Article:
My vision is that with increasing numbers of electronic transactions, the currency used becomes nearly irrelevant. A cryptocurrency backed by a strong central bank (? China) would drive out the dodgier cryptocurrencies very quickly.
    So two thirds do not, a landslideand Greece
    Sure, 36% is not a majority but it is a very substantial minority.

    I expect a global cryptocurrency to run in parallel to other curriencies as they wither on the vine. Increasingly people are going to want to be paid in a currency that cannot be debased by their own governments. That will include us.
    A minority will support something whatever asked, clearly if the Euro ever becomes an requirement even the question of the UK returning to the EU becomes redundant.

    If this 'cryptocurrency' runs in parallel with their
    That is the endpoint of globalisation, the Libertarian dream of no borders, and minimal government.
    That suggests that Westerners will reject that endpoint, as most people aren't libertarians.
    I agree, Nationalist reaction in the form of Trumpism, Brexit and LePen is that rejection. How long will it last though? You cant buck the markets or the internet very long.
  • FrancisUrquhartFrancisUrquhart Posts: 27,371
    edited January 11
    rkrkrk said:

    Scott_P said:
    That is so stupid and arrogant. They need their salaries taking down to Carrie Gracie's now
    The BBC really doesn’t need to pay silly money to these people.
    There will be plenty of talented more junior staff desperate for their jobs. Everyone is replaceable.
    The whole gender pay gap while real is also exaggerated by the fact that the BBC pays crazy money to some individuals and distracts from the massive pay of some "talent" e.g. Fatty Nolan on £650k a year for doing grave-yard shift on R5....Who the hell thought that was a reasonable salary for him.

    Carrie Gracie was getting £135k a year, she said she never asked for a pay rise in 30 years (seems like a very silly thing to do to me). Sopel gets £250k+ a year. To me £135-150k seems a very good salary for the job they are doing.

    Same with Laura Kuenssberg, if I remember gets about £150k a year. Again, seems like a very good salary.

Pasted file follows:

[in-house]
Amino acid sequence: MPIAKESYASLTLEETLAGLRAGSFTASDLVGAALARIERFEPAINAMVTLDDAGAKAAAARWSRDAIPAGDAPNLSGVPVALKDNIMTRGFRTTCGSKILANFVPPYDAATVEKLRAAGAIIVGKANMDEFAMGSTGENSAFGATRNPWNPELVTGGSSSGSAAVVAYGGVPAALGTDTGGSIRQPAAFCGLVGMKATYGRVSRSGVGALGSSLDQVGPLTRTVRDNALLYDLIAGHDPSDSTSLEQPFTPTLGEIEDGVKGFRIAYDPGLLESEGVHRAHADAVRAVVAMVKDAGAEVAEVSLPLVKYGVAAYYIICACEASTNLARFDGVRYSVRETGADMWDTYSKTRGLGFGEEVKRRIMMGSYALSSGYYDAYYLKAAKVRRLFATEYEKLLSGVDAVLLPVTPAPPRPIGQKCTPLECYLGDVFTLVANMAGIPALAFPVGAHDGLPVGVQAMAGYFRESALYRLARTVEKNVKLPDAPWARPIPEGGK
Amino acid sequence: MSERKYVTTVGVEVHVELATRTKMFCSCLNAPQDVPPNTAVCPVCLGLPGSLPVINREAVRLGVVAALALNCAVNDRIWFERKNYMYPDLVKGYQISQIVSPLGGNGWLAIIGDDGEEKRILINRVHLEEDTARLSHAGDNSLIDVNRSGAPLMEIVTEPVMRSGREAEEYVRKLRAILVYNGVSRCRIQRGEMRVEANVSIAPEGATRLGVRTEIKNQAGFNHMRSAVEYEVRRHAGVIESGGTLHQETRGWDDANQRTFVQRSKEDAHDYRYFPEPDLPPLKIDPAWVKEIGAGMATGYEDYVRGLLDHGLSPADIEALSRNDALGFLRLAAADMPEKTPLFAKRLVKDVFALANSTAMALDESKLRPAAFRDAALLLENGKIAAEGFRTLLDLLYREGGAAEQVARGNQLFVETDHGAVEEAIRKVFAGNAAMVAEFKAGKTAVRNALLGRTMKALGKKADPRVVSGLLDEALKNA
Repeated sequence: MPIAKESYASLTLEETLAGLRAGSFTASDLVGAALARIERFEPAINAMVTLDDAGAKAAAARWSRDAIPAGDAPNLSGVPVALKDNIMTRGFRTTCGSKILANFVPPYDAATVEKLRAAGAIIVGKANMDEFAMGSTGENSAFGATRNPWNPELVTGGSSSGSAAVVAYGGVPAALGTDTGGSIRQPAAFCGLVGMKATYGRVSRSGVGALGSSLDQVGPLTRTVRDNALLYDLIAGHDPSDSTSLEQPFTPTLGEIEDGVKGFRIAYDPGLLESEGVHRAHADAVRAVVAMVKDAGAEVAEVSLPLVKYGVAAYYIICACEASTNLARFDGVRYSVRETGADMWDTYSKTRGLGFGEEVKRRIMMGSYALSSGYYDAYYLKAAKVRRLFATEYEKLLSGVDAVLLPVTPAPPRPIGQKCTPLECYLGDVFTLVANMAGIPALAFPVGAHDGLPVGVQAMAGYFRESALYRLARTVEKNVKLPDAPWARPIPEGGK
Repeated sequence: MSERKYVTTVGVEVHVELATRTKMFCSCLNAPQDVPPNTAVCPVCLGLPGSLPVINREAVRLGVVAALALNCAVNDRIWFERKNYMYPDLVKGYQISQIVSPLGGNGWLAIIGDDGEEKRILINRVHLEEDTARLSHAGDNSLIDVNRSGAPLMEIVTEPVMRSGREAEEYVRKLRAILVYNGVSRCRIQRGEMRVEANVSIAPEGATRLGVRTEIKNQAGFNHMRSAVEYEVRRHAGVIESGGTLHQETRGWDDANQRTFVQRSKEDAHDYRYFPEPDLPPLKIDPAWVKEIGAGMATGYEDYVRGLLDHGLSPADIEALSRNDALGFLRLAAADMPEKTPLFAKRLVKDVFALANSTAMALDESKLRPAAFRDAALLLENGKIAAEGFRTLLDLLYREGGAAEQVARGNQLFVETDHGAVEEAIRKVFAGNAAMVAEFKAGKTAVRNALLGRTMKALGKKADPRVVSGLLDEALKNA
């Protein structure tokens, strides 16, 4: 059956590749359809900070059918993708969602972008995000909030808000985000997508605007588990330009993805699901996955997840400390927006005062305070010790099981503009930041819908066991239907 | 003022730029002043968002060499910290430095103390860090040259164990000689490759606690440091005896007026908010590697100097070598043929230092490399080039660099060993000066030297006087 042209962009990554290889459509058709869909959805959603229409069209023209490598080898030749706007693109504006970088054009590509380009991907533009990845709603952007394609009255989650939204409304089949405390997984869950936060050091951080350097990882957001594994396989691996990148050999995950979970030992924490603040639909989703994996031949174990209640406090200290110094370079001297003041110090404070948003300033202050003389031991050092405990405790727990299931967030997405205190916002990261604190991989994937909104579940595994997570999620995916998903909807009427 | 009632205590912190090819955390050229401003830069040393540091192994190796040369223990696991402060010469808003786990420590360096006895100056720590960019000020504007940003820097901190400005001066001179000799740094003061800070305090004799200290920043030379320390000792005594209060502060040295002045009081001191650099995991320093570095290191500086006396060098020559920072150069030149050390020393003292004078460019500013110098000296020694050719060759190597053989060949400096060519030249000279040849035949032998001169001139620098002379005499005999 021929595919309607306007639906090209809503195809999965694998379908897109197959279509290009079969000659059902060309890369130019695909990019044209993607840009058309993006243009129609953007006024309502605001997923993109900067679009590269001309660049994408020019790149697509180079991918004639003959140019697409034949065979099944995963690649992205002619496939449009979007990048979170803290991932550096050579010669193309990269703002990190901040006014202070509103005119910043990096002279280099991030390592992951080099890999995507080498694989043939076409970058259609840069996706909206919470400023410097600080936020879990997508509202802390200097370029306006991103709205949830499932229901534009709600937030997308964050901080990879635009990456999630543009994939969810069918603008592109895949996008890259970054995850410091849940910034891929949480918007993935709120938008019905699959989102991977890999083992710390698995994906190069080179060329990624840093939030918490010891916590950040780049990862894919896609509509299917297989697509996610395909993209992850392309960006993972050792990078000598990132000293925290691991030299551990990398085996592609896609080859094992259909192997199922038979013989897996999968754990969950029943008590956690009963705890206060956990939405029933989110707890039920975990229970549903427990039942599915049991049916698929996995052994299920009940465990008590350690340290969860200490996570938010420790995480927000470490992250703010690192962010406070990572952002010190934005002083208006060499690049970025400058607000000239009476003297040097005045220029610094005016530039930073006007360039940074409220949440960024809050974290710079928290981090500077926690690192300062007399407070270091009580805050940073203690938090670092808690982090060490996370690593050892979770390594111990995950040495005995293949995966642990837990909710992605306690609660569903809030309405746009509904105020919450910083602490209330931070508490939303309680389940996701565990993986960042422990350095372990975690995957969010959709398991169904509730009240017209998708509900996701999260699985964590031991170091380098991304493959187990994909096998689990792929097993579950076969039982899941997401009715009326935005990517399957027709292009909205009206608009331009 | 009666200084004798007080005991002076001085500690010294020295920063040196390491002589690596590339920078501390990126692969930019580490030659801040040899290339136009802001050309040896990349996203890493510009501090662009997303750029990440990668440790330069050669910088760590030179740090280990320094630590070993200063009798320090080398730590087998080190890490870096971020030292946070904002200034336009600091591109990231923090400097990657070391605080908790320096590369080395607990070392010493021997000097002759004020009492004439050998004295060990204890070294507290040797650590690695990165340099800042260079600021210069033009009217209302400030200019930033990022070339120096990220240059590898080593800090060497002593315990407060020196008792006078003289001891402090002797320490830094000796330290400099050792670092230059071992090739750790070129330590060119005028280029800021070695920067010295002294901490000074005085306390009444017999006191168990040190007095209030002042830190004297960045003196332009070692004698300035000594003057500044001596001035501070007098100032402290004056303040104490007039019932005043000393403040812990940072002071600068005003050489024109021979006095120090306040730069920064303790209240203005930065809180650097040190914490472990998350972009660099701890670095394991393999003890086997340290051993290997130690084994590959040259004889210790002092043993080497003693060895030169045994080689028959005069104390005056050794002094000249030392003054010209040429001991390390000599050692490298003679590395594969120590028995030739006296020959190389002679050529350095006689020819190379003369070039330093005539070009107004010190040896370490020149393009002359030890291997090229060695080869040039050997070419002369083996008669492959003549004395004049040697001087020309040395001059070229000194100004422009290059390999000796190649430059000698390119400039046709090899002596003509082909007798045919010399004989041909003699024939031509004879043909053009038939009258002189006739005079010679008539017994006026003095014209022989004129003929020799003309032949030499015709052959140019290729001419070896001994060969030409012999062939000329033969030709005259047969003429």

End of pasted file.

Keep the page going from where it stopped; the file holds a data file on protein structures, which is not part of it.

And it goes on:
But as we know with the Carrie Gracie story, the BBC approach will be to level everybody up, they offered her £40k a year more and she said no that isn't fair Sopel still gets more. So rather than tackling the overpaying of some, everybody gets a pay bump.

    Again, this week Jo Whiley now getting the same as Simon Mayo. While I think both are very good, Whiley gets £150k a year, Mayo gets £350k a year...£150k a year for R2 DJ seems a good gig to me, but I somehow doubt Mayo took a 50% pay cut.
  • HYUFDHYUFD Posts: 39,630
    edited January 11
    First Trump and Obama now Piers Morgan on QT has said he could replace Theresa May as PM according to an ITV poll
  • HYUFDHYUFD Posts: 39,630
    Foxy said:

    Sean_F said:

    Foxy said:

    HYUFD said:

    Foxy said:

    HYUFD said:

    Foxy said:

    HYUFD said:

    Foxy said:

    HYUFD said:

    Comres' final EU referendum poll had Remain 8% ahead and Leave won by 4%, it was one of the most inaccurate final pollsters. So given the same error even on this new poll Leave would still win by 2%.

    http://www.independent.co.uk/news/uk/politics/eu-referendum-poll-final-brexit-comres-yougov-opinium-tns-survey-remain-leave-live-result-a7096316.html

    This is the long range graph of UK support for joining the Euro. Even if you load the dice on the second referendum question, it would still be winnable for Remain.

    image
    The graph is a magnificent achievement in data creativity.

    You have been awarded Hon Membership of the Lib Dems with special responsibilities for bar charts.

    Personally,
    The Euro is not just the currency but the Central Bank which sets interest rates too
    Over a third of the country support that move.

    My vision is that with increasing numbers of electronic transactions, the currency used becomes nearly irrelevant. A cryptocurrency backed by a strong central bank (? China) would drive out the dodgier cryptocurrencies very quickly.
    So two thirds do not, a landslideand Greece
    Sure, 36% is not a majority butwill include us.
    A minority will support something whatever asked, clearly if the Euro ever becomes an requirement even the question of the UK returning to the EU becomes redundant.

    If this 'cryptocurrency' runs in parallel with their
    That is the endpoint of globalisation, the Libertarian dream of no borders, and minimal government.
    That suggests that Westerners will reject that endpoint, as most people aren't libertarians.
    I agree, Nationalist reaction in the form of Trumpism, Brexit and LePen is that rejection. How long will it last though? You cant buck the markets or the internet very long.
    It was the internet which helped get Trump and Brexit victory in the first place and is driving the likes of Corbyn and Sanders too.
  • Beverley_CBeverley_C Posts: 3,974
    Foxy said:


    It is.

    Far more than an Economic issue, Brexit is a cultural one. This applies to both Leavers and Remainers (less so to the unbothered!). Just as Leavers would feel diminished if their country had voted Remain, Remainers do feel diminished by having their European identity amputated against their wishes.

    I believe that Britain is a lesser country for abandoning its participation in its European heritage, so I like it less.

    :+1:
  • HYUFDHYUFD Posts: 39,630
    Sean_F said:

    Foxy said:

    HYUFD said:

    Foxy said:

    HYUFD said:

    Foxy said:

    HYUFD said:

    Foxy said:

    HYUFD said:

    Comres' final EU-result-a7096316.html

    This is the long range graph of UK support for joining the Euro. Even if you load the dice on the second referendum question, it would still be winnable for Remain.